SummaryRead the full fact sheet
- Many recreational activities can be adapted to suit a person who is blind or has low vision.
- Common adaptations for activities such as games or reading include large print, Braille or audio versions.
- Vision loss organisations, such as Vision Australia, have a wide range of recreational equipment available.
Many people aged 70 or over will experience significant as a natural consequence of ageing. For someone who has been sighted all their life, this gradual loss of vision can mean dwindling recreational opportunities, since hobbies and interests may seem too difficult to manage. Eventually, a person may become isolated, confined to their homes and lonely.
Many vision loss organisations have a wide range of recreational equipment available. With a little adaptation and flexibility, many activities can be reworked to suit a person who is blind or has low vision.
Books and magazines
Cards, chess and other games
Games equipment can be adapted in various ways to suit a person who is blind or has low vision, such as:
- Braille versions – some of the games available in Braille versions include chess, playing cards, Monopoly, Ludo and Bingo.
- Tactile versions – some games equipment, such as dominoes or dice, have raised numbers that are easily distinguishable by touch.
- Large print versions – many games are available in large print, including cards, Bingo, crosswords and Scrabble.
A normal kitchen can be easily adapted to suit a person who is blind or has low vision. Suggestions include:
- Common settings on equipment, such as the oven temperature control, can be marked with brightly coloured or tactile tags.
- Recipes are available in audio or large print formats.
- Use marked measuring equipment or talking scales.
- Brightly coloured or tactile tags help to indicate the top or bottom of equipment such as knives.
- Pre-prepared ingredients, like sauces, can simplify cooking.
Craftwork is tactile by nature and many activities can be adapted to suit a person who is blind or has low vision. These include:
- Basket weaving
- Chinese brush painting.
Exercising at home
Stationary exercise equipment readily available for purchase or hire includes:
- Rowing machines
A person who is blind or has low vision will need to orient themselves in their garden and find ways to tell the difference between plants and weeds. Suggestions include:
- A basic layout with straight and uniform garden beds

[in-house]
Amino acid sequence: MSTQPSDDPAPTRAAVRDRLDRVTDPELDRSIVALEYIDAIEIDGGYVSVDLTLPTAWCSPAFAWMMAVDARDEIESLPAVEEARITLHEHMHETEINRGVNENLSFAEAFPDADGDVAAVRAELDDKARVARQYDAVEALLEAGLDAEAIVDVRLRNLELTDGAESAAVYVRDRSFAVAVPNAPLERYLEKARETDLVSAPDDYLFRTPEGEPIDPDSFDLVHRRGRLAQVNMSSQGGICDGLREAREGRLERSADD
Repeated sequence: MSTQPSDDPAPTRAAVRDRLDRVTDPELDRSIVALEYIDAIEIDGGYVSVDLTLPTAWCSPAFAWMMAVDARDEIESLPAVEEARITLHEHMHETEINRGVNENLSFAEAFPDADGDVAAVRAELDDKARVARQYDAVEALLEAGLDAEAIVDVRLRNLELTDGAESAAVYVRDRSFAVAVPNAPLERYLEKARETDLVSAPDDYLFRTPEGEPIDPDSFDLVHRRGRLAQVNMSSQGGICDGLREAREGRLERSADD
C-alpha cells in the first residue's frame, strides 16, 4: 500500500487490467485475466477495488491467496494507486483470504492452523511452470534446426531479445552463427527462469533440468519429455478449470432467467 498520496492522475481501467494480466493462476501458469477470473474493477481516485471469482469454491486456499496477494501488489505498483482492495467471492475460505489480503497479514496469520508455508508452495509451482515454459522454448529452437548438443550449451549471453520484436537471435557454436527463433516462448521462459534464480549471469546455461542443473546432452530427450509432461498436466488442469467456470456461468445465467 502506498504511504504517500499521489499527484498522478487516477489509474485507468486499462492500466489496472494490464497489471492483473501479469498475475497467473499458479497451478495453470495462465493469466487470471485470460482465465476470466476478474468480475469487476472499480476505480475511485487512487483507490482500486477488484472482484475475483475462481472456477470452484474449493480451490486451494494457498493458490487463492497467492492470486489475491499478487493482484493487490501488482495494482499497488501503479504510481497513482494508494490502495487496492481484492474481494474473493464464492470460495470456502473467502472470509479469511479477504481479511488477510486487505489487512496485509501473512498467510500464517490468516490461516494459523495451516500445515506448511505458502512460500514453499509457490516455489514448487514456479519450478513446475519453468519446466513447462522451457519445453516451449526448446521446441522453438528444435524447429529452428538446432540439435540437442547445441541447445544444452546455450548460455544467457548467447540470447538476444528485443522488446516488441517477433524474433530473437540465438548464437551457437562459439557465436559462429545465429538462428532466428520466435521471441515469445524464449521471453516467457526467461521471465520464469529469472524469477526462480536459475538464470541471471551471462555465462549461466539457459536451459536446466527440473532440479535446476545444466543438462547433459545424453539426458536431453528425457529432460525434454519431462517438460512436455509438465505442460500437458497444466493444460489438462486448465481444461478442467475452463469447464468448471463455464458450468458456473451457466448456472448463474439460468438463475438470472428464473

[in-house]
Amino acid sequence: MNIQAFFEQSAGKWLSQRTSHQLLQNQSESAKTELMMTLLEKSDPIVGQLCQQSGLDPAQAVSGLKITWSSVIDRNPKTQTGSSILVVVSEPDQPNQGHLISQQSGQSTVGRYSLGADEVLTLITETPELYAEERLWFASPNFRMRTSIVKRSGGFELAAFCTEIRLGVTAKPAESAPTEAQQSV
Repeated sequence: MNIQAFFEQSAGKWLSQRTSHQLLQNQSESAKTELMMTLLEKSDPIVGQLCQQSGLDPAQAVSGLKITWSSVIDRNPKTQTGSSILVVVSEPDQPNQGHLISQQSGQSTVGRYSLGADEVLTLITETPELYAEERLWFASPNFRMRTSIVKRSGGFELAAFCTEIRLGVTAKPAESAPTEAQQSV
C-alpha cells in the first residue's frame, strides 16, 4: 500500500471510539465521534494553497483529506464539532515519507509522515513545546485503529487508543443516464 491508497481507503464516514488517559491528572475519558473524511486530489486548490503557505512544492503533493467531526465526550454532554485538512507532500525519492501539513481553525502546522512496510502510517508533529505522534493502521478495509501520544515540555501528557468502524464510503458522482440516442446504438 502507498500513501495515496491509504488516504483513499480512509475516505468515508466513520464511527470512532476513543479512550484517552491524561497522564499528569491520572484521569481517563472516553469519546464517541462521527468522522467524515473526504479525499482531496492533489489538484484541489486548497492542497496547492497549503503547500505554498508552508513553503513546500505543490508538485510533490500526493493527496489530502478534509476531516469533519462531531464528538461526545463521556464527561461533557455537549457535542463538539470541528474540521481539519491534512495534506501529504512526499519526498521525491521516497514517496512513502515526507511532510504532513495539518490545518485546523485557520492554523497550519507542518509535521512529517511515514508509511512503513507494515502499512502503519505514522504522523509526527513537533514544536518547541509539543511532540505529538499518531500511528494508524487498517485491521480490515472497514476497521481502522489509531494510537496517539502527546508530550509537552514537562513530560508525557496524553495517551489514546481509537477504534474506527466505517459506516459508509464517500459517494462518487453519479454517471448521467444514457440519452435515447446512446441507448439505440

- Sticks to mark the borders of each garden bed
- Reference markers such as trees, large rocks or garden ornaments
- Flowers with heavy scents and brightly coloured petals
- A brightly coloured strip down the centre of any pathways
- The use of mulch in garden beds to reduce weeds
- Permanent irrigation systems, such as underground tubing, which can be operated by simply turning on the garden tap
- Light gardening tools that can be held in one hand
- An apron with plenty of pockets or a utility belt to hold the gardening equipment
- Confined miniature gardens, such as flowers grown in pots or containers, which need little attention.
A person can listen to music with a radio or CD, cassette or record player. Learning to play an instrument involves playing by ear, using screen-enlarging equipment or the Braille system of music notation.
Radio, television and the Internet
Entertainment services include:
- In most capital cities, a dedicated radio station network (RPH) provides news, information and entertainment for people who are unable to read standard printed material.
- More films now feature audio description.
- Audio-described films on CD are available for those who are blind or have low vision.
- Audio entertainment on the Internet includes music, radio stations from all over the world and conferences.
Services for people who are blind or have low vision include:
- The daily news can be accessed by phone – in Victoria it is read by volunteers, while in most other states an artificial voice system is used. A touch-button function allows the listener to select different sections of the newspaper.
- Groups of up to five people at a time can work together to solve the crossword in the daily paper, with a volunteer acting as the go-between.
Accessing specialised equipment
Many organisations, such as Vision Australia, can provide equipment and advice.